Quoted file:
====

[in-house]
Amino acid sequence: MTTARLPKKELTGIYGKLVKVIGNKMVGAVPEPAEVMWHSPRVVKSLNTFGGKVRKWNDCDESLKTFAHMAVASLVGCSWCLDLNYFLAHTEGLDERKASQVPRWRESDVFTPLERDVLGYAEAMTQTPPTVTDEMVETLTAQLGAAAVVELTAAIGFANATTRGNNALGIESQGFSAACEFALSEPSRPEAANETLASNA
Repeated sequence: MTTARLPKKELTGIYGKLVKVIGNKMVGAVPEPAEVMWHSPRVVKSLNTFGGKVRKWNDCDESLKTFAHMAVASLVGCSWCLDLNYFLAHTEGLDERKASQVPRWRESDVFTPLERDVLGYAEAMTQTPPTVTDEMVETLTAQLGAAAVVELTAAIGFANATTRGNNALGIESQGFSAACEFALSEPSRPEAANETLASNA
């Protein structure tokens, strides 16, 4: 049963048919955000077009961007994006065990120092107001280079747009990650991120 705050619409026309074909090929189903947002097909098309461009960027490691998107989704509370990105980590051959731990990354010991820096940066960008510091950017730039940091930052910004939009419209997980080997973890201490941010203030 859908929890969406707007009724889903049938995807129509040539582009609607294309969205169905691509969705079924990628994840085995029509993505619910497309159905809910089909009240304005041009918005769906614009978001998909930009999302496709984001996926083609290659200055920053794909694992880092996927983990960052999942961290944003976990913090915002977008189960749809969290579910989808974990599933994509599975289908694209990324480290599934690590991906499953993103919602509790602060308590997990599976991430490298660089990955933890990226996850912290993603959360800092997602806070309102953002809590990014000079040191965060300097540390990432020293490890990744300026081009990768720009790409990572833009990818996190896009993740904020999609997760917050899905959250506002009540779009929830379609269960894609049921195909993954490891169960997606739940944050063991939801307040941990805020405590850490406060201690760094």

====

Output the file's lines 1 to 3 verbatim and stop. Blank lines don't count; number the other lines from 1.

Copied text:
[in-house]
Amino acid sequence: MTTARLPKKELTGIYGKLVKVIGNKMVGAVPEPAEVMWHSPRVVKSLNTFGGKVRKWNDCDESLKTFAHMAVASLVGCSWCLDLNYFLAHTEGLDERKASQVPRWRESDVFTPLERDVLGYAEAMTQTPPTVTDEMVETLTAQLGAAAVVELTAAIGFANATTRGNNALGIESQGFSAACEFALSEPSRPEAANETLASNA
Repeated sequence: MTTARLPKKELTGIYGKLVKVIGNKMVGAVPEPAEVMWHSPRVVKSLNTFGGKVRKWNDCDESLKTFAHMAVASLVGCSWCLDLNYFLAHTEGLDERKASQVPRWRESDVFTPLERDVLGYAEAMTQTPPTVTDEMVETLTAQLGAAAVVELTAAIGFANATTRGNNALGIESQGFSAACEFALSEPSRPEAANETLASNA